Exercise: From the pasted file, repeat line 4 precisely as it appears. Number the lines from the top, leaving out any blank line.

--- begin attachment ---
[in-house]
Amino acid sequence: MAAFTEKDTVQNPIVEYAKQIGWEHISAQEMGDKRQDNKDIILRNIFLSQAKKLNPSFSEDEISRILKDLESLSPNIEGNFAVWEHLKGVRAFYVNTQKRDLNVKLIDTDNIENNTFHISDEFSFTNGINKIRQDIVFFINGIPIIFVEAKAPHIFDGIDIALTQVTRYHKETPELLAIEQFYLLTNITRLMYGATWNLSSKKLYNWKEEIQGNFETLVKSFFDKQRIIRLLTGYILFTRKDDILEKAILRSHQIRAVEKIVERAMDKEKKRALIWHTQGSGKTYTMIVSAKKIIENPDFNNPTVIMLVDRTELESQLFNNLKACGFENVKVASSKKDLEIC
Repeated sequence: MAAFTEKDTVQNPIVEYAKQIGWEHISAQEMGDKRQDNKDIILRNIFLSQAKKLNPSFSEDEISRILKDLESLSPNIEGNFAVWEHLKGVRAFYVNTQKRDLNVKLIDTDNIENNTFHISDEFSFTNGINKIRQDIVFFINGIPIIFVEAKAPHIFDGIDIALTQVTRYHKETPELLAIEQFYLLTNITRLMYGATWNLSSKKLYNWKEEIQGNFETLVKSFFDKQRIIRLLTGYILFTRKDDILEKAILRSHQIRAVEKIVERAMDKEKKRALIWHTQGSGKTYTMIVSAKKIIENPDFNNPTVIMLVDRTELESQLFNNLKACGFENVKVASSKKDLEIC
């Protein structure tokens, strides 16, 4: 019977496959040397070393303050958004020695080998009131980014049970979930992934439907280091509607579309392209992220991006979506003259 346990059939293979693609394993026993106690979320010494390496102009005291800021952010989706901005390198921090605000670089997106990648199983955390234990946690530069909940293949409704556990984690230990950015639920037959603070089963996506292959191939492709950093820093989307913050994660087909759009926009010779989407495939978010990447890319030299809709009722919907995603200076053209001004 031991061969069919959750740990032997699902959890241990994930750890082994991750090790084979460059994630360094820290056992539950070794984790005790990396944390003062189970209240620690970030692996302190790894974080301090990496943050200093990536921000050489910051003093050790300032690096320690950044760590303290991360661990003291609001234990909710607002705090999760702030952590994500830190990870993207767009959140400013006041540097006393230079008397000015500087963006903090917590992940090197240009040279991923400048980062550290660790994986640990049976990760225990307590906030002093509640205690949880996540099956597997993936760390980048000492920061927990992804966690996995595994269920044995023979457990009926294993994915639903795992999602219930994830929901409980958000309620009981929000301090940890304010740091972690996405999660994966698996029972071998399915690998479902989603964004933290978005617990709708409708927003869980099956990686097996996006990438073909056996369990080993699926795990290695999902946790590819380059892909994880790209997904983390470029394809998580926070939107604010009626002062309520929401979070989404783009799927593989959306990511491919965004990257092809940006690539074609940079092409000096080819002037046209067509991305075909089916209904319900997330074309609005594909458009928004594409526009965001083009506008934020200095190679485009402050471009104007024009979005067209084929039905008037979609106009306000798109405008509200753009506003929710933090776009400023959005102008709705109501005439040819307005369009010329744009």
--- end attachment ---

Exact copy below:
């Protein structure tokens, strides 16, 4: 019977496959040397070393303050958004020695080998009131980014049970979930992934439907280091509607579309392209992220991006979506003259 346990059939293979693609394993026993106690979320010494390496102009005291800021952010989706901005390198921090605000670089997106990648199983955390234990946690530069909940293949409704556990984690230990950015639920037959603070089963996506292959191939492709950093820093989307913050994660087909759009926009010779989407495939978010990447890319030299809709009722919907995603200076053209001004 031991061969069919959750740990032997699902959890241990994930750890082994991750090790084979460059994630360094820290056992539950070794984790005790990396944390003062189970209240620690970030692996302190790894974080301090990496943050200093990536921000050489910051003093050790300032690096320690950044760590303290991360661990003291609001234990909710607002705090999760702030952590994500830190990870993207767009959140400013006041540097006393230079008397000015500087963006903090917590992940090197240009040279991923400048980062550290660790994986640990049976990760225990307590906030002093509640205690949880996540099956597997993936760390980048000492920061927990992804966690996995595994269920044995023979457990009926294993994915639903795992999602219930994830929901409980958000309620009981929000301090940890304010740091972690996405999660994966698996029972071998399915690998479902989603964004933290978005617990709708409708927003869980099956990686097996996006990438073909056996369990080993699926795990290695999902946790590819380059892909994880790209997904983390470029394809998580926070939107604010009626002062309520929401979070989404783009799927593989959306990511491919965004990257092809940006690539074609940079092409000096080819002037046209067509991305075909089916209904319900997330074309609005594909458009928004594409526009965001083009506008934020200095190679485009402050471009104007024009979005067209084929039905008037979609106009306000798109405008509200753009506003929710933090776009400023959005102008709705109501005439040819307005369009010329744009």